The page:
Hermes tribunal result intensifies calls for ‘long overdue’ gig economy laws
Pressure on the government to align employment status laws to the modern gig economy intensified yesterday after a tribunal found that Hermes couriers were workers rather than self-employed.
Leeds Employment Tribunal held that several of the company’s couriers were entitled to workers’ rights. A further hearing is to be arranged to determine the unpaid holiday pay and national minimum wage due to the couriers, along with any unlawful deductions they may be able to claim back.
Trade union GMB, which helped to bring the case, hailed the decision as a “landmark legal victory”.
“This is yet another ruling that shows the gig economy for what it is – old-fashioned exploitation under a shiny new facade,” said Tim Roache, GMB general secretary, adding that he thought the ruling could affect more than 14,000 Hermes couriers across the country.
And Frank Field, Labour MP for Birkenhead and chair of the work and pension select committee, said the decision was a “mega knockback to those companies still using old means of exploiting vulnerable workers”.
Experts are now questioning the government’s apparent inaction in clarifying gig economy law, given the growing number of employment status cases being decided in workers’ favour.
“The decision further emphasises the need for legislative reform that was called upon following the Supreme Court decision in the Pimlico Plumbers case,” said Hina Belitz, specialist employment lawyer at Excello Law. “It is now the role of the government to take long-overdue action to provide clarity to both employers and employees operating within the gig economy.”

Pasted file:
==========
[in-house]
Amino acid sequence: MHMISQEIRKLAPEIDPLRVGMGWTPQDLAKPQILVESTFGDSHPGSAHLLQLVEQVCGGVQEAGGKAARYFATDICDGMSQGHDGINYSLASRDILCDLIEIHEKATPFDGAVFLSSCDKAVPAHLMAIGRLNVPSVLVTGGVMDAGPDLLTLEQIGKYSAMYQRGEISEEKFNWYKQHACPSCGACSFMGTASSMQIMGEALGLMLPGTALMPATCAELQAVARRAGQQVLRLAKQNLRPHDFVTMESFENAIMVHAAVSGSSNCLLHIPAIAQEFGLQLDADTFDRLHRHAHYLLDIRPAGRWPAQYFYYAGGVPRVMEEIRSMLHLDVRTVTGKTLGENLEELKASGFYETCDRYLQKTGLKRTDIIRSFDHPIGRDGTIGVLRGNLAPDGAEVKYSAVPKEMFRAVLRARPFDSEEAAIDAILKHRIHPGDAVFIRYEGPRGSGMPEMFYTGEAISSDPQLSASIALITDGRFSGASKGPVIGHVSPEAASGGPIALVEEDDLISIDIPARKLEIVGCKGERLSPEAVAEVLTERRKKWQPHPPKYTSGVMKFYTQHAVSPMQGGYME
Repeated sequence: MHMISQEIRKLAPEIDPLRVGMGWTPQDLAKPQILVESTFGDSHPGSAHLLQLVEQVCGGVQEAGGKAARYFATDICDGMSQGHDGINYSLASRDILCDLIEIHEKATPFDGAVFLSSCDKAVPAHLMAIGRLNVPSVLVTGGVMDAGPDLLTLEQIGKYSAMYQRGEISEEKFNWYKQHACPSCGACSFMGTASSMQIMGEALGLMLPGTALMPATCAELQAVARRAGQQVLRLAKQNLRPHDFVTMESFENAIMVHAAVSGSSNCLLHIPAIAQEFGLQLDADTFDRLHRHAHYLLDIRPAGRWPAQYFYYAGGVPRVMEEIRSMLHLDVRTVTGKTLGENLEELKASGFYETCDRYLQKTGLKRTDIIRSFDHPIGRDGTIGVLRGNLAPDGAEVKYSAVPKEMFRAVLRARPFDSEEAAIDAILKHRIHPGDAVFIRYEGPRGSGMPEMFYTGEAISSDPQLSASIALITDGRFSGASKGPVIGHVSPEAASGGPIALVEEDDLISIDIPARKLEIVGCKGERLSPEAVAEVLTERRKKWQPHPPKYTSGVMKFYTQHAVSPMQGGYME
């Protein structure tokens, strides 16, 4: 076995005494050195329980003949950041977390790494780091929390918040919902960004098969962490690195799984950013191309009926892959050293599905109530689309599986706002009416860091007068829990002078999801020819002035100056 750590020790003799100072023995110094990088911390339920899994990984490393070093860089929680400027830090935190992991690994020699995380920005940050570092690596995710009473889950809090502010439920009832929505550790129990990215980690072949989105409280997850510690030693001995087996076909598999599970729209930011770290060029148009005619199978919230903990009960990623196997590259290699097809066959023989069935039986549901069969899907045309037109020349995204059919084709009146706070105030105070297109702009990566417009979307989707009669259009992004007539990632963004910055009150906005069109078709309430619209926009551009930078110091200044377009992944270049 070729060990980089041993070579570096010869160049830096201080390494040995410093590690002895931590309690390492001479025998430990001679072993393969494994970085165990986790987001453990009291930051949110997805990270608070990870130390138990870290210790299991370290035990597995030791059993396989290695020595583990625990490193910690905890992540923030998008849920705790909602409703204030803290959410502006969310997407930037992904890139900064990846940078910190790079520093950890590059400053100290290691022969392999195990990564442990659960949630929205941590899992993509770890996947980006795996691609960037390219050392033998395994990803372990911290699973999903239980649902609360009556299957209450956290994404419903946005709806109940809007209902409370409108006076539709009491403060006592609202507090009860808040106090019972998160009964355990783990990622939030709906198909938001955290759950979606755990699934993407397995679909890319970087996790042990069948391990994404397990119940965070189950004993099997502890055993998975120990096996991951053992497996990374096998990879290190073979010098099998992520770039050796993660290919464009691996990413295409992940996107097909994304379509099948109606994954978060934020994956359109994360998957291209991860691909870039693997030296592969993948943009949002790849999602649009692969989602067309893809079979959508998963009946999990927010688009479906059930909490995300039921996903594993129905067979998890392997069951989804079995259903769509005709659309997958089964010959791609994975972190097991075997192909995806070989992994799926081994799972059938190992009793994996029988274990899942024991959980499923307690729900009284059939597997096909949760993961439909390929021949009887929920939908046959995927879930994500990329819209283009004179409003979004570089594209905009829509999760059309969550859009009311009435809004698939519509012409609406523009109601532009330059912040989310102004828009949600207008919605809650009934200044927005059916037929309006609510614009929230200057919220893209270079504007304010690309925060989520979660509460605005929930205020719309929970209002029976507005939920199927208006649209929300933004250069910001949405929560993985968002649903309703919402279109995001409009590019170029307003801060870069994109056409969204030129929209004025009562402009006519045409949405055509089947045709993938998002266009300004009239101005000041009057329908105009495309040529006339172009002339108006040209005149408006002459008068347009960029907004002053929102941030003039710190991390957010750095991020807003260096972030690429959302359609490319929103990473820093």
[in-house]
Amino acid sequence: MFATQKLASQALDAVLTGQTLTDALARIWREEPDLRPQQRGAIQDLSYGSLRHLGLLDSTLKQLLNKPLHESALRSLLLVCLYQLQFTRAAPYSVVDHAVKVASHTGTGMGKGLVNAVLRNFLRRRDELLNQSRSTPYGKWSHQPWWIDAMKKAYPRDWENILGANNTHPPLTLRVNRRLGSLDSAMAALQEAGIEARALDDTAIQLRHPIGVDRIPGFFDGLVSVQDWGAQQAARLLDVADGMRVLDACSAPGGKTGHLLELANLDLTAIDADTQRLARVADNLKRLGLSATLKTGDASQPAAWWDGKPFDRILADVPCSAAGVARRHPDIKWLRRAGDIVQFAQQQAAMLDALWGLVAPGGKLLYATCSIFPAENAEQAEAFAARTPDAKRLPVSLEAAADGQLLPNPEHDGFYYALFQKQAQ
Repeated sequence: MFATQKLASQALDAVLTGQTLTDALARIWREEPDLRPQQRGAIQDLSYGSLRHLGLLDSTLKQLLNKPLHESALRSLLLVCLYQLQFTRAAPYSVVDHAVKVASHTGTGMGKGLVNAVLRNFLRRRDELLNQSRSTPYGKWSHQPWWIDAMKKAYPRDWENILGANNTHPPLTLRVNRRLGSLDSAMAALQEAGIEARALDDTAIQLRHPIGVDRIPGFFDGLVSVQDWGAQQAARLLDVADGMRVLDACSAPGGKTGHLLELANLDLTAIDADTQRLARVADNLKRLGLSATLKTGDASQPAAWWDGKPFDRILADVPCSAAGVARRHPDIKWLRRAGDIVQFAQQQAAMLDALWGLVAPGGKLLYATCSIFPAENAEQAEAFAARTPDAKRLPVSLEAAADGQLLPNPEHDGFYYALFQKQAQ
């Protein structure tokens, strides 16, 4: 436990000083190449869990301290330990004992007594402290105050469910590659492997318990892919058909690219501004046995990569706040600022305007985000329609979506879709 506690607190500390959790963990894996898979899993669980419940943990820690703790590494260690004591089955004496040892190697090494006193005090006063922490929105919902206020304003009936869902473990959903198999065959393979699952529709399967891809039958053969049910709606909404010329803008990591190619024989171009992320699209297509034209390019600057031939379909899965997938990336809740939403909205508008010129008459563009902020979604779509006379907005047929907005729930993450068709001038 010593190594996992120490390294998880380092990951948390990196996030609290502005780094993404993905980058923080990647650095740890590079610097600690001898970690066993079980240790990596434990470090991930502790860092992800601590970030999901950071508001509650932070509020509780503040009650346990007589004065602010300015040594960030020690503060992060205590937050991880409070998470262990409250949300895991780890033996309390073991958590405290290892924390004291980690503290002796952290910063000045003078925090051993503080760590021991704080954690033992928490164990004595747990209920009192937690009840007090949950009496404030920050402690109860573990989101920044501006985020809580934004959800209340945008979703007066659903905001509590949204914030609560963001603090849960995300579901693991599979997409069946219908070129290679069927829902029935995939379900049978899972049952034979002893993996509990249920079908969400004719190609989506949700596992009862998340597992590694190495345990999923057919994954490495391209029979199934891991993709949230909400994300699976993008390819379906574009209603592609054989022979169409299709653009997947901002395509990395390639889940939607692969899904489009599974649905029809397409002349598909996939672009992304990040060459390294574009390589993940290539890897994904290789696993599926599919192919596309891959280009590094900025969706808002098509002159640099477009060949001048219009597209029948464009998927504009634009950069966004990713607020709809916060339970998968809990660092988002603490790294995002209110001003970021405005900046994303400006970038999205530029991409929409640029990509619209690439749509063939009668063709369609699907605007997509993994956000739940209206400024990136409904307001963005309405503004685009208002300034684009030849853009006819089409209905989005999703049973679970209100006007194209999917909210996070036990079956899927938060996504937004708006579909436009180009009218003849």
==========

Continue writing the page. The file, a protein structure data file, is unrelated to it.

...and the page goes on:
Simon McVicker, director of policy at IPSE, the association for independent professionals and the self-employed, added: “The uncertainty about who is and who isn’t genuinely self-employed must stop. It is unacceptable that policymakers are relying on costly, time-consuming court cases as the first port of call in determining employment status.”
This latest employment status decision comes less than a month after the Supreme Court decided that Gary Smith, who worked for Pimlico Plumbers for six years before suffering a heart attack, was a worker rather than self-employed.
Other companies challenged in the courts over employment status recently include Addison Lee, Uber and CitySprint.
The government-commissioned Taylor review, which was published last July, made a number of suggestions for clarifying employment status in a bid to stop people enduring lengthy court cases to enforce their rights. The government has more recently launched a series of consultations off the back of its suggestions, including one on employment status, which closed earlier this month.
A Hermes spokesperson said the company would consider the decision carefully but was unlikely to launch an appeal.
“We have always been fully prepared for any outcome of this decision and its impact [on couriers],” the spokesperson added. “In the meantime, it is business as usual and we remain committed to providing couriers with the benefits of flexible working and the ability to earn well in excess of the national living wage.”